Two Denver parents are facing felony-grade child abuse charges for severely restricting the verbal development and personal hygiene of their four malnourished sons, with whom they were occupying an apartment described by reporting police officers as squalid and foul-smelling. The couple appeared in court on similar charges seven years ago, when authorities discovered three other children living under identical conditions at the same address.

Lorinda Bailey, 35, and Wayne Sperling, 66, were arraigned on Tuesday at the Denver Justice Center on multiple counts of felony child abuse. Bailey is currently out on a $5,000 bond. Her partner, Sperling, by whom she has had all seven children, remains in custody.

The current investigation began 10 days ago, when Bailey took her youngest son to the emergency room at St. Joseph’s Children’s Hospital in Denver, Colo., for a cut she alleged happened after a fall. Hospital officials alerted the authorities after a doctor reported bruising around the 2-year-old boy’s ears. The child was also unwashed and smelled of cigarette smoke, the Associated Press reports.

The situation took a dark turn when officers responding to Bailey and Sperling’s residence encountered deplorable living conditions littered with cat feces and permeated by a stench similar to that of decomposing animals. They also found three other boys, aged 4, 5, and 6, who were later determined to be malnourished and unable to use a toilet properly. Hospital exams also indicated that the four boys exhibited pronounced developmental delays, particularly in terms of verbal skills, as they could only communicate with grunts.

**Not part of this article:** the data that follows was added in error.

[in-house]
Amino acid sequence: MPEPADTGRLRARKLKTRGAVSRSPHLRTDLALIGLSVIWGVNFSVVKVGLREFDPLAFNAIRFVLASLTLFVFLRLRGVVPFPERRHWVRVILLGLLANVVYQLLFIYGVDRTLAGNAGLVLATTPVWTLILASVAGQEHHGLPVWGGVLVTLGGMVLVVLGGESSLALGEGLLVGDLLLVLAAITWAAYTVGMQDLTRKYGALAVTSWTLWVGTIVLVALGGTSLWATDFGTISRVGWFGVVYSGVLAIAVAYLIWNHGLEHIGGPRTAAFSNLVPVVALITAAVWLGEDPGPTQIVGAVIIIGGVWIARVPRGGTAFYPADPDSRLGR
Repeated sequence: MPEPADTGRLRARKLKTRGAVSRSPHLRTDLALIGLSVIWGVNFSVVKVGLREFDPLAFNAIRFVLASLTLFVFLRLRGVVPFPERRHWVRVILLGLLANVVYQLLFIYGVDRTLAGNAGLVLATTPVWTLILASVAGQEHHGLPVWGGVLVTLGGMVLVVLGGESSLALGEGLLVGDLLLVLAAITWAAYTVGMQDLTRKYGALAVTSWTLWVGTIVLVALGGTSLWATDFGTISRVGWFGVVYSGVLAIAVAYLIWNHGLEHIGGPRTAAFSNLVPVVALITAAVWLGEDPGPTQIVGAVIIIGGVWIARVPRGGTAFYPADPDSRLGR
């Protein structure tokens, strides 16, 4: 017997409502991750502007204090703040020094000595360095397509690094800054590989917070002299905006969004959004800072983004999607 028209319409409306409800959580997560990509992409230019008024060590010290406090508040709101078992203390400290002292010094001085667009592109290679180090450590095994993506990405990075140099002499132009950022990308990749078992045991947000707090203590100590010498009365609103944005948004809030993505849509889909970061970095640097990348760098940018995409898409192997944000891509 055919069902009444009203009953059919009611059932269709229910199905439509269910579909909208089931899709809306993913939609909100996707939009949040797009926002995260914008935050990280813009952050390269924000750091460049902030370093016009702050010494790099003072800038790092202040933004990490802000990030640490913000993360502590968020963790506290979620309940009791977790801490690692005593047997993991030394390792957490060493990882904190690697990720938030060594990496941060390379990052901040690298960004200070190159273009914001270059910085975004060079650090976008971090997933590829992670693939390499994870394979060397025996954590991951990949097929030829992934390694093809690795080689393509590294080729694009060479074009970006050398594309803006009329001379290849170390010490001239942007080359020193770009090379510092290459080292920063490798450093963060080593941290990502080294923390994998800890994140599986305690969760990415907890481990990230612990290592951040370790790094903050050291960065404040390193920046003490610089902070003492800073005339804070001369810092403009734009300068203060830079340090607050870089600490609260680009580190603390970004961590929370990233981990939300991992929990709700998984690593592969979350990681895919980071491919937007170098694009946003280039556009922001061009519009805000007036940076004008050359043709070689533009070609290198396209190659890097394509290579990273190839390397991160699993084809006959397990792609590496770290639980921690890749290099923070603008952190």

The current case recalls a strikingly similar situation from 2006, when the couple stood accused of endangering their three other children under almost identical conditions. They were later charged with misdemeanor child abuse. Since then, Bailey and Sperling have been implicated in numerous complaint and reports filed by concerned neighbors.

"We thought [child services] were going to come out immediately, given the circumstances, and they never came out," said neighbor David Allen, who reported the couple in July.

Similarly, attorney David Littman notified child services in April last year after witnessing dangerous conditions from his office across the street.

"What struck us more at that time was ... the children would appear angry and defiant, and they would look at us as they were throwing things onto the driveway," he said. "If there's a regret that I have, (it) is perhaps that was a cry for help, and while we made a report, we didn't go beyond making that report."